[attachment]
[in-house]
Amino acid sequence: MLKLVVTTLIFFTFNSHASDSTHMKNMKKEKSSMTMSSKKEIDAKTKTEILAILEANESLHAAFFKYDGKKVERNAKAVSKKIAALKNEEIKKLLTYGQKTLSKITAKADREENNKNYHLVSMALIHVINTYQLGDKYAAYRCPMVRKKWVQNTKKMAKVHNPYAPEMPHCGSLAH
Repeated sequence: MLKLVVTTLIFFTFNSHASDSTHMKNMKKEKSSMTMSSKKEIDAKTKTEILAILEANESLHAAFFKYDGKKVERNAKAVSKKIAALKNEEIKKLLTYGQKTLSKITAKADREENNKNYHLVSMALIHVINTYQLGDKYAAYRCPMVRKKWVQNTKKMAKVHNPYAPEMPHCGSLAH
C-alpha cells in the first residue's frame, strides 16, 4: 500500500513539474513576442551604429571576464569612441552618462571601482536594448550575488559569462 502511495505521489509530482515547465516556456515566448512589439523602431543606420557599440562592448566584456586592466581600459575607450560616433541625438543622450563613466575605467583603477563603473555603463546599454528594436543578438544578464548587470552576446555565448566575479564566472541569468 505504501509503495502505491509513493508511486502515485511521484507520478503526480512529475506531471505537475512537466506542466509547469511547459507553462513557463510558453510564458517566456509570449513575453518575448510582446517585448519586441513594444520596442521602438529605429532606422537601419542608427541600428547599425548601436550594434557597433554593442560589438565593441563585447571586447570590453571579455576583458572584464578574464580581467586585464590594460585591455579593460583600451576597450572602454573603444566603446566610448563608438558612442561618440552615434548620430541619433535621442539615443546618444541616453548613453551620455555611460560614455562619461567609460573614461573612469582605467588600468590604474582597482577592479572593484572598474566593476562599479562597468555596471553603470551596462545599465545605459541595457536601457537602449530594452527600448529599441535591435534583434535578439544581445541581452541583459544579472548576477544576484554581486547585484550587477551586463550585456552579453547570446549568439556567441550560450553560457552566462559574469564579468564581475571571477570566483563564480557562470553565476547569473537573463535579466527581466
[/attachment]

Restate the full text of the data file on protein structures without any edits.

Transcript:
[in-house]
Amino acid sequence: MLKLVVTTLIFFTFNSHASDSTHMKNMKKEKSSMTMSSKKEIDAKTKTEILAILEANESLHAAFFKYDGKKVERNAKAVSKKIAALKNEEIKKLLTYGQKTLSKITAKADREENNKNYHLVSMALIHVINTYQLGDKYAAYRCPMVRKKWVQNTKKMAKVHNPYAPEMPHCGSLAH
Repeated sequence: MLKLVVTTLIFFTFNSHASDSTHMKNMKKEKSSMTMSSKKEIDAKTKTEILAILEANESLHAAFFKYDGKKVERNAKAVSKKIAALKNEEIKKLLTYGQKTLSKITAKADREENNKNYHLVSMALIHVINTYQLGDKYAAYRCPMVRKKWVQNTKKMAKVHNPYAPEMPHCGSLAH
C-alpha cells in the first residue's frame, strides 16, 4: 500500500513539474513576442551604429571576464569612441552618462571601482536594448550575488559569462 502511495505521489509530482515547465516556456515566448512589439523602431543606420557599440562592448566584456586592466581600459575607450560616433541625438543622450563613466575605467583603477563603473555603463546599454528594436543578438544578464548587470552576446555565448566575479564566472541569468 505504501509503495502505491509513493508511486502515485511521484507520478503526480512529475506531471505537475512537466506542466509547469511547459507553462513557463510558453510564458517566456509570449513575453518575448510582446517585448519586441513594444520596442521602438529605429532606422537601419542608427541600428547599425548601436550594434557597433554593442560589438565593441563585447571586447570590453571579455576583458572584464578574464580581467586585464590594460585591455579593460583600451576597450572602454573603444566603446566610448563608438558612442561618440552615434548620430541619433535621442539615443546618444541616453548613453551620455555611460560614455562619461567609460573614461573612469582605467588600468590604474582597482577592479572593484572598474566593476562599479562597468555596471553603470551596462545599465545605459541595457536601457537602449530594452527600448529599441535591435534583434535578439544581445541581452541583459544579472548576477544576484554581486547585484550587477551586463550585456552579453547570446549568439556567441550560450553560457552566462559574469564579468564581475571571477570566483563564480557562470553565476547569473537573463535579466527581466